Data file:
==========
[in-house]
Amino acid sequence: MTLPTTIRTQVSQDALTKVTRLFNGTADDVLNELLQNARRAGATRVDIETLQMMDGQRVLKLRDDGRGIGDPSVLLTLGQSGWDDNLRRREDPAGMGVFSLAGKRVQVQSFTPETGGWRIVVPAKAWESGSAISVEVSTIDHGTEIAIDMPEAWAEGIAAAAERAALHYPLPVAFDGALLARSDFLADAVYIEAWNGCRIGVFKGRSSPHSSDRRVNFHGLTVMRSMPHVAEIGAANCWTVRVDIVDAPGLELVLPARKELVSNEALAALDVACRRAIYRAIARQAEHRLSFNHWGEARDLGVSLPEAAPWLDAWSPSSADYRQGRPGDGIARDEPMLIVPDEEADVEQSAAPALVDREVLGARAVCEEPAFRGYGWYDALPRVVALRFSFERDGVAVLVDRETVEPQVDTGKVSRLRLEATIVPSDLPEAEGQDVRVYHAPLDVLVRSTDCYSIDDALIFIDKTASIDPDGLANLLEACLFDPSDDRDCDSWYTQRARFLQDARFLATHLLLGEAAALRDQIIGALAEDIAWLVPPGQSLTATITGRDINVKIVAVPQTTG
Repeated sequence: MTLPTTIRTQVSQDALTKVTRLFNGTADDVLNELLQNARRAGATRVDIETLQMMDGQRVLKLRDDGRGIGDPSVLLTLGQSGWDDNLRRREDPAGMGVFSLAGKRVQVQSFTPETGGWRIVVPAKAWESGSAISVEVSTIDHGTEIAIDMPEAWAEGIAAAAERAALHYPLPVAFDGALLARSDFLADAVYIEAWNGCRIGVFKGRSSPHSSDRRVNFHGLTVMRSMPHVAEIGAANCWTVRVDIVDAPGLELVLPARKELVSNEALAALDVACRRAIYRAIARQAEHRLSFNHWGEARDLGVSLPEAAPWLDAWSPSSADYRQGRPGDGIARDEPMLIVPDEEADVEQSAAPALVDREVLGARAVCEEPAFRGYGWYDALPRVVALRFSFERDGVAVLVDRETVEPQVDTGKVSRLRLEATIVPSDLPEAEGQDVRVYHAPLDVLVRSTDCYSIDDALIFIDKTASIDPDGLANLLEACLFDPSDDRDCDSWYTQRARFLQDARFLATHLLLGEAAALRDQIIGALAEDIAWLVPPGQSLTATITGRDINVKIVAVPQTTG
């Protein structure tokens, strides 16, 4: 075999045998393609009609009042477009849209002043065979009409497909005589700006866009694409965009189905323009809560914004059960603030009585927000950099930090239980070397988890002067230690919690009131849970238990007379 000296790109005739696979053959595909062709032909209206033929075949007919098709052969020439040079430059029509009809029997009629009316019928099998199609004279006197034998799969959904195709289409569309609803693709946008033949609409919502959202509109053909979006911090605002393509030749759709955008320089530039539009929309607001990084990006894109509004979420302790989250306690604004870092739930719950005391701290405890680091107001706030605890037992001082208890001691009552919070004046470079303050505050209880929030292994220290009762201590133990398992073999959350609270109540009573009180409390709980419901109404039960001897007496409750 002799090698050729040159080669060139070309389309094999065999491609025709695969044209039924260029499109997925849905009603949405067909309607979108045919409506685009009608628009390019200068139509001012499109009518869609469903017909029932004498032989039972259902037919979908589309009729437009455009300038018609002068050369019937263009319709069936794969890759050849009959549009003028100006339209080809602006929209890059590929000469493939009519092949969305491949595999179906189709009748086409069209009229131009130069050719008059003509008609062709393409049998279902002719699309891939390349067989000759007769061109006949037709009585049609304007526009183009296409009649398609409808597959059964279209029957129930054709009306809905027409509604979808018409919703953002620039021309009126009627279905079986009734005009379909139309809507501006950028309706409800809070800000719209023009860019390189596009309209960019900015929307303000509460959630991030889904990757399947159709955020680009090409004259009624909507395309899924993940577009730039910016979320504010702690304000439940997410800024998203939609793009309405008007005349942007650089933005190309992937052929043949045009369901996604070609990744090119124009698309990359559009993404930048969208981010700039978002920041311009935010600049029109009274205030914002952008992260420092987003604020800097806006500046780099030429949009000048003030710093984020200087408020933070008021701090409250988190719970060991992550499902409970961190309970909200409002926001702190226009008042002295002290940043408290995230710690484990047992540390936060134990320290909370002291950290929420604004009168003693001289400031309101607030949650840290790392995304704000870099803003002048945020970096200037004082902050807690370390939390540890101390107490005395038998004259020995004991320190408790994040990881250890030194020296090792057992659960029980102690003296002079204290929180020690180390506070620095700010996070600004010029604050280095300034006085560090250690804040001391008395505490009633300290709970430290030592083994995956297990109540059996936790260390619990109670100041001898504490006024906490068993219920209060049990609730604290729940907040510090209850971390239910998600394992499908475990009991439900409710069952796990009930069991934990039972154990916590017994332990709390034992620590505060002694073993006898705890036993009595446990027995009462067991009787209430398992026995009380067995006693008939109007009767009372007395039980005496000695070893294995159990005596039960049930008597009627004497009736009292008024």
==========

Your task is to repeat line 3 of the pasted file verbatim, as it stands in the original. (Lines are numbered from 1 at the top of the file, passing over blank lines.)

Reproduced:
Repeated sequence: MTLPTTIRTQVSQDALTKVTRLFNGTADDVLNELLQNARRAGATRVDIETLQMMDGQRVLKLRDDGRGIGDPSVLLTLGQSGWDDNLRRREDPAGMGVFSLAGKRVQVQSFTPETGGWRIVVPAKAWESGSAISVEVSTIDHGTEIAIDMPEAWAEGIAAAAERAALHYPLPVAFDGALLARSDFLADAVYIEAWNGCRIGVFKGRSSPHSSDRRVNFHGLTVMRSMPHVAEIGAANCWTVRVDIVDAPGLELVLPARKELVSNEALAALDVACRRAIYRAIARQAEHRLSFNHWGEARDLGVSLPEAAPWLDAWSPSSADYRQGRPGDGIARDEPMLIVPDEEADVEQSAAPALVDREVLGARAVCEEPAFRGYGWYDALPRVVALRFSFERDGVAVLVDRETVEPQVDTGKVSRLRLEATIVPSDLPEAEGQDVRVYHAPLDVLVRSTDCYSIDDALIFIDKTASIDPDGLANLLEACLFDPSDDRDCDSWYTQRARFLQDARFLATHLLLGEAAALRDQIIGALAEDIAWLVPPGQSLTATITGRDINVKIVAVPQTTG